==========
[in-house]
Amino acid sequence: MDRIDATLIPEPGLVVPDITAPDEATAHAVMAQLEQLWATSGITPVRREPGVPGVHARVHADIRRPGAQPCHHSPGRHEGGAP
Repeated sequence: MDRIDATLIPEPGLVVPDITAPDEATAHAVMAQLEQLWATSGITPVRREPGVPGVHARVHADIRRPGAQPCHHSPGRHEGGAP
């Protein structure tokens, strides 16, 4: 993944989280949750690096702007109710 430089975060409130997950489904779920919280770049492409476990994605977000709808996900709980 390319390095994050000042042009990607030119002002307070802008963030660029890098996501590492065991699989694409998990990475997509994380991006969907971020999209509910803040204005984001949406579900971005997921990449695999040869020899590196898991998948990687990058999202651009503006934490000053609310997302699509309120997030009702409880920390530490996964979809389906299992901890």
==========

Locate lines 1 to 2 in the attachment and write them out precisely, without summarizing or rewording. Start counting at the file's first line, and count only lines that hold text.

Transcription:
[in-house]
Amino acid sequence: MDRIDATLIPEPGLVVPDITAPDEATAHAVMAQLEQLWATSGITPVRREPGVPGVHARVHADIRRPGAQPCHHSPGRHEGGAP